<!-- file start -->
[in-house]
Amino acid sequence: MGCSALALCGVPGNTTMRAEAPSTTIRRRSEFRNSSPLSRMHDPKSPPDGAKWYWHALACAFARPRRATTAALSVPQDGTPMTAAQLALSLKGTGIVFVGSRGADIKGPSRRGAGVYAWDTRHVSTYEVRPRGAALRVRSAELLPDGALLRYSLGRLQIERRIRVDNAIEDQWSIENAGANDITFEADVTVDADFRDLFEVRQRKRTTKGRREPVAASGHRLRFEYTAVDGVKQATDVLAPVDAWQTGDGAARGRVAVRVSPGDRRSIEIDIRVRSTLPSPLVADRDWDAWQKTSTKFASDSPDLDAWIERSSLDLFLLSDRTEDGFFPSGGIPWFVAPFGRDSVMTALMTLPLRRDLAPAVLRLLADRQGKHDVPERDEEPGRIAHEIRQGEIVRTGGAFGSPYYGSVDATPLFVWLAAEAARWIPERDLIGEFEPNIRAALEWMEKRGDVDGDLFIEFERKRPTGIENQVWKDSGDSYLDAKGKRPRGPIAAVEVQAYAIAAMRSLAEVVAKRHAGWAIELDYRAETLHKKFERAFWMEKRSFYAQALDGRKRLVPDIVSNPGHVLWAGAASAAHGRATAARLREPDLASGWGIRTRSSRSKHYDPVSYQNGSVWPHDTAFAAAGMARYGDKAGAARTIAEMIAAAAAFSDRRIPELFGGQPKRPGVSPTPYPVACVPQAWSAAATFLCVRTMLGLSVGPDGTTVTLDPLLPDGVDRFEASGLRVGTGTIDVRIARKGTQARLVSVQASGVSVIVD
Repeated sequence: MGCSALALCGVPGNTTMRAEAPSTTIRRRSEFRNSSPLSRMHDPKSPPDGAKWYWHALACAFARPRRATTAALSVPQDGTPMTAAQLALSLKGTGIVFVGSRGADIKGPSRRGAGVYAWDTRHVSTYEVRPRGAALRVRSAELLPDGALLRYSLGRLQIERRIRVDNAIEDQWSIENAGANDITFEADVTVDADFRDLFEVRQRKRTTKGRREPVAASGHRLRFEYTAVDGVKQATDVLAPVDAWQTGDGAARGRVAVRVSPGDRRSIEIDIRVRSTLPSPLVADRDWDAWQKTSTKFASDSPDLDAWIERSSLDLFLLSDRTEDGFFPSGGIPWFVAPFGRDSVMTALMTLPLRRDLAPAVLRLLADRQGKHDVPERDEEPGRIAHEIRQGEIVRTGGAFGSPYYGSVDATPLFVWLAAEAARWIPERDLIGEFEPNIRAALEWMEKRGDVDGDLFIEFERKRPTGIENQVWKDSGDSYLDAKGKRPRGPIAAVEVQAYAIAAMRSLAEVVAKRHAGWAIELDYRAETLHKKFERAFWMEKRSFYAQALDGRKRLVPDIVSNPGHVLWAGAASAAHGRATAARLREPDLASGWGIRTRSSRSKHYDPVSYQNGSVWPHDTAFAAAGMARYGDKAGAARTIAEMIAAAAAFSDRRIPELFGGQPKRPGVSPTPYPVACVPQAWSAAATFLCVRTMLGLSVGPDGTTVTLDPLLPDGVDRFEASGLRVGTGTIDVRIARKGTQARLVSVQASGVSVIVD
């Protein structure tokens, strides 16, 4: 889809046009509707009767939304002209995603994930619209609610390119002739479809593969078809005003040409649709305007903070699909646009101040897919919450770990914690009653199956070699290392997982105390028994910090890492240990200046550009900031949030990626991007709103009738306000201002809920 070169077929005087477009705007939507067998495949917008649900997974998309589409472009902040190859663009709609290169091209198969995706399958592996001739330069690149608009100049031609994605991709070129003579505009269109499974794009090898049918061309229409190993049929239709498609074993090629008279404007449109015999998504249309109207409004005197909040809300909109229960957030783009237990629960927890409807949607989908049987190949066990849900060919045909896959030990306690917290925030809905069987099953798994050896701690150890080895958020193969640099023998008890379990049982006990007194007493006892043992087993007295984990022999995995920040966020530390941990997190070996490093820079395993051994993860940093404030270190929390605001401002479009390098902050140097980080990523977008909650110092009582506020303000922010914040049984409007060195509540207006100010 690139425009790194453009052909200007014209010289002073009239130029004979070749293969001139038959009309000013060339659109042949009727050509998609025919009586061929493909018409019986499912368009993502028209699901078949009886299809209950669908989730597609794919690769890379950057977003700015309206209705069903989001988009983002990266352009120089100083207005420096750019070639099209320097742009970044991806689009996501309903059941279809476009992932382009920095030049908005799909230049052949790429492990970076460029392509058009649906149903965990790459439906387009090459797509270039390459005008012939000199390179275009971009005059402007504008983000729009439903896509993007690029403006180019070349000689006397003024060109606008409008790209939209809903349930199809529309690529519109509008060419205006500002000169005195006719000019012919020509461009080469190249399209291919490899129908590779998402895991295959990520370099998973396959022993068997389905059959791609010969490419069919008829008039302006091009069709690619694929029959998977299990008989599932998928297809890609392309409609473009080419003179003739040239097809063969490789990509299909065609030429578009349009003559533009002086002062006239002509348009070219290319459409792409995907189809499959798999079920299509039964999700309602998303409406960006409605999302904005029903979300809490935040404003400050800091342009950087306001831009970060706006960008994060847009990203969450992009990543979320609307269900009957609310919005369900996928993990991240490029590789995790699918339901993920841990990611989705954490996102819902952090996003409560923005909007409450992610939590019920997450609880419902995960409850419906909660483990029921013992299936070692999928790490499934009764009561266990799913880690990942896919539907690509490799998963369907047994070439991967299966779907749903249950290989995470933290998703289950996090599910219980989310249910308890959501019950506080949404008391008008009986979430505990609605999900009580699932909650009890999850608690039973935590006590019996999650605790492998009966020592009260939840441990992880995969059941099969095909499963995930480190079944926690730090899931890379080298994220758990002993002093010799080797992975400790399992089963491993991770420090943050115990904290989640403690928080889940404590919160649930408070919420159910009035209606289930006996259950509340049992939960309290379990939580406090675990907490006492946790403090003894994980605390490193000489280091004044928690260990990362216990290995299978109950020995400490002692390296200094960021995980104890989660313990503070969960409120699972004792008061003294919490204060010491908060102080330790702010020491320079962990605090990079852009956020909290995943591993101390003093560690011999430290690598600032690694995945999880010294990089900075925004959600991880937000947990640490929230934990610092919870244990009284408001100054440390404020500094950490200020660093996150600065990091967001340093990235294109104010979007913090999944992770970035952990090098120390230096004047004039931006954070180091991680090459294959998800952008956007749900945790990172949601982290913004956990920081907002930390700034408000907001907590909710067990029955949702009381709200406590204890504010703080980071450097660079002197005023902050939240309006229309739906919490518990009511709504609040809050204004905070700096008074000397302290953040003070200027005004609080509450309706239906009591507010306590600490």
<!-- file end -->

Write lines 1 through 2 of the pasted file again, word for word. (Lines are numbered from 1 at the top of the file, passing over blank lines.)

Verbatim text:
[in-house]
Amino acid sequence: MGCSALALCGVPGNTTMRAEAPSTTIRRRSEFRNSSPLSRMHDPKSPPDGAKWYWHALACAFARPRRATTAALSVPQDGTPMTAAQLALSLKGTGIVFVGSRGADIKGPSRRGAGVYAWDTRHVSTYEVRPRGAALRVRSAELLPDGALLRYSLGRLQIERRIRVDNAIEDQWSIENAGANDITFEADVTVDADFRDLFEVRQRKRTTKGRREPVAASGHRLRFEYTAVDGVKQATDVLAPVDAWQTGDGAARGRVAVRVSPGDRRSIEIDIRVRSTLPSPLVADRDWDAWQKTSTKFASDSPDLDAWIERSSLDLFLLSDRTEDGFFPSGGIPWFVAPFGRDSVMTALMTLPLRRDLAPAVLRLLADRQGKHDVPERDEEPGRIAHEIRQGEIVRTGGAFGSPYYGSVDATPLFVWLAAEAARWIPERDLIGEFEPNIRAALEWMEKRGDVDGDLFIEFERKRPTGIENQVWKDSGDSYLDAKGKRPRGPIAAVEVQAYAIAAMRSLAEVVAKRHAGWAIELDYRAETLHKKFERAFWMEKRSFYAQALDGRKRLVPDIVSNPGHVLWAGAASAAHGRATAARLREPDLASGWGIRTRSSRSKHYDPVSYQNGSVWPHDTAFAAAGMARYGDKAGAARTIAEMIAAAAAFSDRRIPELFGGQPKRPGVSPTPYPVACVPQAWSAAATFLCVRTMLGLSVGPDGTTVTLDPLLPDGVDRFEASGLRVGTGTIDVRIARKGTQARLVSVQASGVSVIVD